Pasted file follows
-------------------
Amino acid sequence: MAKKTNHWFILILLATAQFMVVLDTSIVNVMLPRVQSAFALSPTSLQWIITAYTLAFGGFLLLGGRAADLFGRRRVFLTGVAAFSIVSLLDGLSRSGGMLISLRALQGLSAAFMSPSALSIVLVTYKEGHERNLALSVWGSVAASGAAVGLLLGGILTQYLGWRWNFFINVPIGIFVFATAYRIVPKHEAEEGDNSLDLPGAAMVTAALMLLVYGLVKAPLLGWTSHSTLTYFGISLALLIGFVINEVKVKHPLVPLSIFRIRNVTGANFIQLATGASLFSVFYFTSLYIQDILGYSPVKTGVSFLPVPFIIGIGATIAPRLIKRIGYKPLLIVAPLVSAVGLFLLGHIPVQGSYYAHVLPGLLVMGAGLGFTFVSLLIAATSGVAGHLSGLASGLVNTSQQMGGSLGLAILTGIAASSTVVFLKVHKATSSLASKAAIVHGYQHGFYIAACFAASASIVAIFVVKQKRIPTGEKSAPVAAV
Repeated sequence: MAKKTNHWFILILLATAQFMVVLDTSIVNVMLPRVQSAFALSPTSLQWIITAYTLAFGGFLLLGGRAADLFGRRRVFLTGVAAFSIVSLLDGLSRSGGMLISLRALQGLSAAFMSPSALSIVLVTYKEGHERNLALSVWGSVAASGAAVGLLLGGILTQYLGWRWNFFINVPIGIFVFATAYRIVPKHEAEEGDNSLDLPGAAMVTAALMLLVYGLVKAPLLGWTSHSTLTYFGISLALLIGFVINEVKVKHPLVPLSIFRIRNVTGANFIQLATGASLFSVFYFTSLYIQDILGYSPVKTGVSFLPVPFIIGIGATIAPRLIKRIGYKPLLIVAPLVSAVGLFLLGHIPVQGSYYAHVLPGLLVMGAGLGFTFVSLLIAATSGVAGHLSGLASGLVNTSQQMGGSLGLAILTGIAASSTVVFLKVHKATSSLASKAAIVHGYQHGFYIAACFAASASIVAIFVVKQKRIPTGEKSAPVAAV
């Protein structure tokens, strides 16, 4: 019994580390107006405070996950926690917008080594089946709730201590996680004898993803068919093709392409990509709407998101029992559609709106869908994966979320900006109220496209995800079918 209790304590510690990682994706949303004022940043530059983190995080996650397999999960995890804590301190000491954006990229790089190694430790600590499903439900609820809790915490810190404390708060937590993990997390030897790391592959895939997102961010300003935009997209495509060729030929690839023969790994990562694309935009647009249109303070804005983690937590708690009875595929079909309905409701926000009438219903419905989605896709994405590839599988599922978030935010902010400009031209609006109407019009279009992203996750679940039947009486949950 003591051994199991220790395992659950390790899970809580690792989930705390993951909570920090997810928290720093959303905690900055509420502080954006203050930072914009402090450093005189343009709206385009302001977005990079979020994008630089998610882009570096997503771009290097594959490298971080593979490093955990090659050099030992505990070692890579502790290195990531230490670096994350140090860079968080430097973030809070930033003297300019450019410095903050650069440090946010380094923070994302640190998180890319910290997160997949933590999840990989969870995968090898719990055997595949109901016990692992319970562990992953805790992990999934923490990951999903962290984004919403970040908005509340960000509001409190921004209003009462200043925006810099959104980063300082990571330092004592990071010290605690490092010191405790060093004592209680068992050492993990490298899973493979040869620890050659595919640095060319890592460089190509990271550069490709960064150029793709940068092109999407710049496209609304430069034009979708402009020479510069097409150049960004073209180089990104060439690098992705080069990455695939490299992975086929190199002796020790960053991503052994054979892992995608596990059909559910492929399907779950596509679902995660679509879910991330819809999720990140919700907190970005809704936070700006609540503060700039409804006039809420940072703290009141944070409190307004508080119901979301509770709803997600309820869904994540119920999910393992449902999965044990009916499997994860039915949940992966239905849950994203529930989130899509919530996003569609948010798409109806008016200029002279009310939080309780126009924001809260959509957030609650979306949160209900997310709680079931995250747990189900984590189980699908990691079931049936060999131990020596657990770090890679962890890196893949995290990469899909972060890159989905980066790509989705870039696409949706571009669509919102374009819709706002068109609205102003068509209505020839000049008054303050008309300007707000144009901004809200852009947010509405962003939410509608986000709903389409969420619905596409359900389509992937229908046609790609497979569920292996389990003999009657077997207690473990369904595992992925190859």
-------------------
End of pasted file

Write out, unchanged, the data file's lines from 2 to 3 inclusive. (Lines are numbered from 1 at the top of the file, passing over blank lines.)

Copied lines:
Repeated sequence: MAKKTNHWFILILLATAQFMVVLDTSIVNVMLPRVQSAFALSPTSLQWIITAYTLAFGGFLLLGGRAADLFGRRRVFLTGVAAFSIVSLLDGLSRSGGMLISLRALQGLSAAFMSPSALSIVLVTYKEGHERNLALSVWGSVAASGAAVGLLLGGILTQYLGWRWNFFINVPIGIFVFATAYRIVPKHEAEEGDNSLDLPGAAMVTAALMLLVYGLVKAPLLGWTSHSTLTYFGISLALLIGFVINEVKVKHPLVPLSIFRIRNVTGANFIQLATGASLFSVFYFTSLYIQDILGYSPVKTGVSFLPVPFIIGIGATIAPRLIKRIGYKPLLIVAPLVSAVGLFLLGHIPVQGSYYAHVLPGLLVMGAGLGFTFVSLLIAATSGVAGHLSGLASGLVNTSQQMGGSLGLAILTGIAASSTVVFLKVHKATSSLASKAAIVHGYQHGFYIAACFAASASIVAIFVVKQKRIPTGEKSAPVAAV
């Protein structure tokens, strides 16, 4: 019994580390107006405070996950926690917008080594089946709730201590996680004898993803068919093709392409990509709407998101029992559609709106869908994966979320900006109220496209995800079918 209790304590510690990682994706949303004022940043530059983190995080996650397999999960995890804590301190000491954006990229790089190694430790600590499903439900609820809790915490810190404390708060937590993990997390030897790391592959895939997102961010300003935009997209495509060729030929690839023969790994990562694309935009647009249109303070804005983690937590708690009875595929079909309905409701926000009438219903419905989605896709994405590839599988599922978030935010902010400009031209609006109407019009279009992203996750679940039947009486949950 003591051994199991220790395992659950390790899970809580690792989930705390993951909570920090997810928290720093959303905690900055509420502080954006203050930072914009402090450093005189343009709206385009302001977005990079979020994008630089998610882009570096997503771009290097594959490298971080593979490093955990090659050099030992505990070692890579502790290195990531230490670096994350140090860079968080430097973030809070930033003297300019450019410095903050650069440090946010380094923070994302640190998180890319910290997160997949933590999840990989969870995968090898719990055997595949109901016990692992319970562990992953805790992990999934923490990951999903962290984004919403970040908005509340960000509001409190921004209003009462200043925006810099959104980063300082990571330092004592990071010290605690490092010191405790060093004592209680068992050492993990490298899973493979040869620890050659595919640095060319890592460089190509990271550069490709960064150029793709940068092109999407710049496209609304430069034009979708402009020479510069097409150049960004073209180089990104060439690098992705080069990455695939490299992975086929190199002796020790960053991503052994054979892992995608596990059909559910492929399907779950596509679902995660679509879910991330819809999720990140919700907190970005809704936070700006609540503060700039409804006039809420940072703290009141944070409190307004508080119901979301509770709803997600309820869904994540119920999910393992449902999965044990009916499997994860039915949940992966239905849950994203529930989130899509919530996003569609948010798409109806008016200029002279009310939080309780126009924001809260959509957030609650979306949160209900997310709680079931995250747990189900984590189980699908990691079931049936060999131990020596657990770090890679962890890196893949995290990469899909972060890159989905980066790509989705870039696409949706571009669509919102374009819709706002068109609205102003068509209505020839000049008054303050008309300007707000144009901004809200852009947010509405962003939410509608986000709903389409969420619905596409359900389509992937229908046609790609497979569920292996389990003999009657077997207690473990369904595992992925190859």